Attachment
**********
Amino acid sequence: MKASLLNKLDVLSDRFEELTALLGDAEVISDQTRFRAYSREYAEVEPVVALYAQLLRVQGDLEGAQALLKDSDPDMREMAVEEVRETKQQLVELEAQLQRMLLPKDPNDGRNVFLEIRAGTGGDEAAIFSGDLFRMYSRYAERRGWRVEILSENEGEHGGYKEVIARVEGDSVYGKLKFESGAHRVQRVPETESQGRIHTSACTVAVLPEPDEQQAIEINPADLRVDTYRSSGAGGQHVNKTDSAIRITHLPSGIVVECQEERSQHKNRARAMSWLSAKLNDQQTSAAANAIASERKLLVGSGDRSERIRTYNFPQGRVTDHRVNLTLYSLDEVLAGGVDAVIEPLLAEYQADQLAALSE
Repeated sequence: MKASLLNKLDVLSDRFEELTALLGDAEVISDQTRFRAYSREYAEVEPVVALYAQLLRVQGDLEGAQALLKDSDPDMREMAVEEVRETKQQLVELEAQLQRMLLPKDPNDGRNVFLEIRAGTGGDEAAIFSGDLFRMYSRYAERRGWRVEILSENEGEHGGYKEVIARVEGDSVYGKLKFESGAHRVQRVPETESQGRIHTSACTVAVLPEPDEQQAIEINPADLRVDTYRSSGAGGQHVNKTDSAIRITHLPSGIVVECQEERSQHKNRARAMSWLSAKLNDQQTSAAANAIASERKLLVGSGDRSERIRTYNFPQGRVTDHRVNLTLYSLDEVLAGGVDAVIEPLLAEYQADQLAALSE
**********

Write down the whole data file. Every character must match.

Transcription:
Amino acid sequence: MKASLLNKLDVLSDRFEELTALLGDAEVISDQTRFRAYSREYAEVEPVVALYAQLLRVQGDLEGAQALLKDSDPDMREMAVEEVRETKQQLVELEAQLQRMLLPKDPNDGRNVFLEIRAGTGGDEAAIFSGDLFRMYSRYAERRGWRVEILSENEGEHGGYKEVIARVEGDSVYGKLKFESGAHRVQRVPETESQGRIHTSACTVAVLPEPDEQQAIEINPADLRVDTYRSSGAGGQHVNKTDSAIRITHLPSGIVVECQEERSQHKNRARAMSWLSAKLNDQQTSAAANAIASERKLLVGSGDRSERIRTYNFPQGRVTDHRVNLTLYSLDEVLAGGVDAVIEPLLAEYQADQLAALSE
Repeated sequence: MKASLLNKLDVLSDRFEELTALLGDAEVISDQTRFRAYSREYAEVEPVVALYAQLLRVQGDLEGAQALLKDSDPDMREMAVEEVRETKQQLVELEAQLQRMLLPKDPNDGRNVFLEIRAGTGGDEAAIFSGDLFRMYSRYAERRGWRVEILSENEGEHGGYKEVIARVEGDSVYGKLKFESGAHRVQRVPETESQGRIHTSACTVAVLPEPDEQQAIEINPADLRVDTYRSSGAGGQHVNKTDSAIRITHLPSGIVVECQEERSQHKNRARAMSWLSAKLNDQQTSAAANAIASERKLLVGSGDRSERIRTYNFPQGRVTDHRVNLTLYSLDEVLAGGVDAVIEPLLAEYQADQLAALSE